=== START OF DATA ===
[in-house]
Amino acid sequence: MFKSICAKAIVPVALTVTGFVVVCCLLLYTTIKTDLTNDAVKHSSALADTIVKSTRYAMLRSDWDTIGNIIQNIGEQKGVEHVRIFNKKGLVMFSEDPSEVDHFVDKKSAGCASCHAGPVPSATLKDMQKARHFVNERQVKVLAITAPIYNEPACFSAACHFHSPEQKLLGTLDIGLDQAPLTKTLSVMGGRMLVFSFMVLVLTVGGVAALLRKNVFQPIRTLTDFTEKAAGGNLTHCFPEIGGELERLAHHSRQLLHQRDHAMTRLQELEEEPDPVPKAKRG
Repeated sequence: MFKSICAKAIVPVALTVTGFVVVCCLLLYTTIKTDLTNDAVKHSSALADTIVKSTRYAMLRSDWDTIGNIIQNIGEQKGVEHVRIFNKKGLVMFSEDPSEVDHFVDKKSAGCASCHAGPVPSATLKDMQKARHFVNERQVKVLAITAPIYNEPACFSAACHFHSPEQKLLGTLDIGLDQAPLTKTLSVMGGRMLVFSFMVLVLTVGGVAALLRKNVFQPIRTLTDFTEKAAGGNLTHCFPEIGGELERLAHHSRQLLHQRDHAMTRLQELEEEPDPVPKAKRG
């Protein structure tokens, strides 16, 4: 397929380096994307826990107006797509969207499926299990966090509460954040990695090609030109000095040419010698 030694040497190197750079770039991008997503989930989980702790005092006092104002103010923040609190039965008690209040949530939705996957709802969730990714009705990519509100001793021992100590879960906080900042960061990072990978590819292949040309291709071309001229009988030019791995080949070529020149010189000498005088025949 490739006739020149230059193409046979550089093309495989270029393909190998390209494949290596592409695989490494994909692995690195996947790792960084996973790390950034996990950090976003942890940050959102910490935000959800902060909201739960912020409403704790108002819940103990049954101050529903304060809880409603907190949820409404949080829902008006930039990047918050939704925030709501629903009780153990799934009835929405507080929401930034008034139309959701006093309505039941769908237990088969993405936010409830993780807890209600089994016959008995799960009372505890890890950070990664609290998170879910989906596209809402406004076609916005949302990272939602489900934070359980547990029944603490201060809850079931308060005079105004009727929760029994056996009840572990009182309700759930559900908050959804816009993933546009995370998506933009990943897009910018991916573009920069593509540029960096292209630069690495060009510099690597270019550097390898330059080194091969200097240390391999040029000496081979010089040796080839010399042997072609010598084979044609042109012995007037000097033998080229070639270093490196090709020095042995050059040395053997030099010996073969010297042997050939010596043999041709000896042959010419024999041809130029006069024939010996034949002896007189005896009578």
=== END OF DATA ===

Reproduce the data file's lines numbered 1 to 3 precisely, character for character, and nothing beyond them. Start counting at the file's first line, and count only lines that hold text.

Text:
[in-house]
Amino acid sequence: MFKSICAKAIVPVALTVTGFVVVCCLLLYTTIKTDLTNDAVKHSSALADTIVKSTRYAMLRSDWDTIGNIIQNIGEQKGVEHVRIFNKKGLVMFSEDPSEVDHFVDKKSAGCASCHAGPVPSATLKDMQKARHFVNERQVKVLAITAPIYNEPACFSAACHFHSPEQKLLGTLDIGLDQAPLTKTLSVMGGRMLVFSFMVLVLTVGGVAALLRKNVFQPIRTLTDFTEKAAGGNLTHCFPEIGGELERLAHHSRQLLHQRDHAMTRLQELEEEPDPVPKAKRG
Repeated sequence: MFKSICAKAIVPVALTVTGFVVVCCLLLYTTIKTDLTNDAVKHSSALADTIVKSTRYAMLRSDWDTIGNIIQNIGEQKGVEHVRIFNKKGLVMFSEDPSEVDHFVDKKSAGCASCHAGPVPSATLKDMQKARHFVNERQVKVLAITAPIYNEPACFSAACHFHSPEQKLLGTLDIGLDQAPLTKTLSVMGGRMLVFSFMVLVLTVGGVAALLRKNVFQPIRTLTDFTEKAAGGNLTHCFPEIGGELERLAHHSRQLLHQRDHAMTRLQELEEEPDPVPKAKRG